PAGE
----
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Highlights From Night 1 of the Republican National Convention

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  • The Republican National Convention kicked off Monday night with a number of speakers that went viral for their comments.
  • In an opening speech, President Donald Trump joked that the crowd should chant “12 more years” to “really drive” his critics “crazy.”
  • Later, Mark and Patricia McCloskey — the St. Louis couple who went viral in June after pointing their guns at Black Lives Matter protesters — gave a controversial speech where they warned that “your family will not be safe in the radical Democrats’ America.” Critics have derided the speech as fear-mongering.
  • Former Fox News personality Kimberly Guilfoyle also trended online after an impassioned speech where she claimed that Democrats want to steal Americans’ liberties and freedoms.
  • In what has been widely viewed as a potential presidential bid for 2024, Sen. Tim Scott (R-SC.) said the election is more than just about Trump or Biden, arguing “it’s about the promise of America.

President Trump’s Opening Speech

The first night of the Republican National Convention took off with a heated start Monday as several notable figures gave impassioned remarks. If you missed out on any of the speeches, here’s a breakdown of some of the most talked about moments.

The convention began with an opening speech from President Donald Trump, who was greeted by chants of “Four more years!” from the crowd.

“Now, if you want to really drive them crazy, you say 12 more years,” Trump said in an attempt to get a rise out of his critics.

While some members in the crowd then met Trump with those cheers, criticism of his joke has been strong. That’s likely because this is not the first time Trump has mentioned staying in office past the required, two-term limit. 

“One does not joke about 12 more years,” veteran Tim Corcoran said on Twitter. “That’s called a dictatorship. We fought wars with people who refused to be removed from power. This is a slap in the face to all veterans who fought for democracy.”

“We have to be very, very careful, and you have to watch,” Trump then said, shifting focus to universal mail-in voting. “Every one of you, you have to watch. Because bad things happened last time with the spying on our campaign and that goes to Biden and that goes to Obama and we have to be very, very careful… and this time they’re trying to do it with the whole Post Office scam. They’ll blame it on the Post Office. You can see them setting it up.” 

The push for universal mail-in voting in some states stems from fears that long lines and lack of social distancing at polls on election day will lead to votes being unable to be cast and spikes in coronavirus cases.

Democrats and some Republicans have noted that mail-in voting has proved to be a very secure form of voting in previous elections and will provide an additional level of safety for voters’ health, especially those who are immunocompromised.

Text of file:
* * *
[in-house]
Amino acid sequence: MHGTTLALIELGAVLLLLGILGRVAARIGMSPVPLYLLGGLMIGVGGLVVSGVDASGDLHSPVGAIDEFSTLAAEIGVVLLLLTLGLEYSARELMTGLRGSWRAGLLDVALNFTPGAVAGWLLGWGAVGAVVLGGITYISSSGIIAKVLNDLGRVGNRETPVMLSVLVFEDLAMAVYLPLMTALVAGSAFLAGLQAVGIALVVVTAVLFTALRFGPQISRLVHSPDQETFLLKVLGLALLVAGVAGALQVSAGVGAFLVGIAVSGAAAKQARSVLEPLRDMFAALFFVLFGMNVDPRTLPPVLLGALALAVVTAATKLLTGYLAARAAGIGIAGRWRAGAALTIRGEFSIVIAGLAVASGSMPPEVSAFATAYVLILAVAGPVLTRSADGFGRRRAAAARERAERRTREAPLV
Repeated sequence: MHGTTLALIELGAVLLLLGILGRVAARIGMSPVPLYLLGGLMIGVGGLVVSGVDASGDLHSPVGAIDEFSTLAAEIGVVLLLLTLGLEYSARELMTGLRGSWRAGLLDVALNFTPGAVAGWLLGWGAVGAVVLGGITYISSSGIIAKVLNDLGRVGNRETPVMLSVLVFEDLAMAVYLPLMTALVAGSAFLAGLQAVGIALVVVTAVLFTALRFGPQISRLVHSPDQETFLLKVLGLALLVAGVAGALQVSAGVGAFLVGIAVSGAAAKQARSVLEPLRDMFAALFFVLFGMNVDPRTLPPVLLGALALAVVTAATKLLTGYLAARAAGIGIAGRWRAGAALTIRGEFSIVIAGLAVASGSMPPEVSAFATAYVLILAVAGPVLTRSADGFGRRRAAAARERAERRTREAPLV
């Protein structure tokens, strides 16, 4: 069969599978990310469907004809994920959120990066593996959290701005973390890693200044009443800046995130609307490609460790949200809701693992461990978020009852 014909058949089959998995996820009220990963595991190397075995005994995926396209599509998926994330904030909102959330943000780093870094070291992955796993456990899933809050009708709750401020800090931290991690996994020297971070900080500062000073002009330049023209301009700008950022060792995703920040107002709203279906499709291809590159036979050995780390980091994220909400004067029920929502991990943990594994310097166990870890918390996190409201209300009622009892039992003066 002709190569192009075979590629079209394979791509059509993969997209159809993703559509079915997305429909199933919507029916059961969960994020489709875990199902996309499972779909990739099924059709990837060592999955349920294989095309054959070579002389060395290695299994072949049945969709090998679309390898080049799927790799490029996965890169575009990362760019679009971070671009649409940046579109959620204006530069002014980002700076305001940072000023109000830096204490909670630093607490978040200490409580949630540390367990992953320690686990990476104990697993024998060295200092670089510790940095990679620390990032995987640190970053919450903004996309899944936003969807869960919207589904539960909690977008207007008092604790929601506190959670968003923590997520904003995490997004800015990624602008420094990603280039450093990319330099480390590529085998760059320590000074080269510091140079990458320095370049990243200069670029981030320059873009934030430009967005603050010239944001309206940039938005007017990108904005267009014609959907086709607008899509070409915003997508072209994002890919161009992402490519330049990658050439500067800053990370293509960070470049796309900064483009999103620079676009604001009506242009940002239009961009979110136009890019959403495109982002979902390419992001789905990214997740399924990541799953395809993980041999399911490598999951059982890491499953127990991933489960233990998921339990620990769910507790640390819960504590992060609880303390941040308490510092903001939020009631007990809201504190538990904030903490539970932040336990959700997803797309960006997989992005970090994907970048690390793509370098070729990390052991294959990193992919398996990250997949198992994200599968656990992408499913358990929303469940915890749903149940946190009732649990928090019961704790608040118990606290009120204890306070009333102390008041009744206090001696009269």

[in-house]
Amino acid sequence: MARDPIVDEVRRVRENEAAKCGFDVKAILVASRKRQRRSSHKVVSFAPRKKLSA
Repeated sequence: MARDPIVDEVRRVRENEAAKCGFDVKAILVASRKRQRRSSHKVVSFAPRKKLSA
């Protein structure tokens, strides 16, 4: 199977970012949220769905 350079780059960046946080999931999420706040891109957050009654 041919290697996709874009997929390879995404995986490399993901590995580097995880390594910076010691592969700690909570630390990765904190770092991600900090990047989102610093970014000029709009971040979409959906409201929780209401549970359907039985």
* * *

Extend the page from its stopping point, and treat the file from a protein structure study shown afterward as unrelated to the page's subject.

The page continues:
Still, Trump and many other conservatives either worry or have outright claimed universal mail-in voting will lead to voter fraud — even though there’s no evidence to support this, and instead, studies have found fraud to be overwhelmingly rare. 

Gun Couple Fear Mongering Criticism

Later in the night, Mark and Patricia McCloskey — the St. Louis couple who went viral in June after pointing their guns at Black Lives Matters protesters — spoke from their home in a speech that many have condemned as fear-mongering. 

“What you saw happen to us could just as easily happen to any of you who are watching from quiet neighborhoods around our country,” Patricia McCloskey said. 

“Whether it’s the defunding of police,” her husband began, “ending cash bails so criminals can be released back out on the streets the same day to riot again, or encouraging anarchy and chaos on our streets, it seems as if the Democrats no longer view the government’s job as protecting honest citizens from criminals, but rather protecting criminals from honest citizens.” 

“Not a single person in the out of control mob you saw at our house was charged with a crime. But you know who was? We were. They actually charged us with felonies for daring to defend our home.” 

The McCloskeys were charged in July with unlawful use of a weapon for exhibiting a semiautomatic rifle “in an angry or threatening manner.”

The McCloskeys have said that they were afraid and trying to protect their home from protesters who had entered a private street; however, St. Louis circuit court attorney Kimberly Gardner has said that the couple created a dangerous situation involving “peaceful, unarmed protesters.”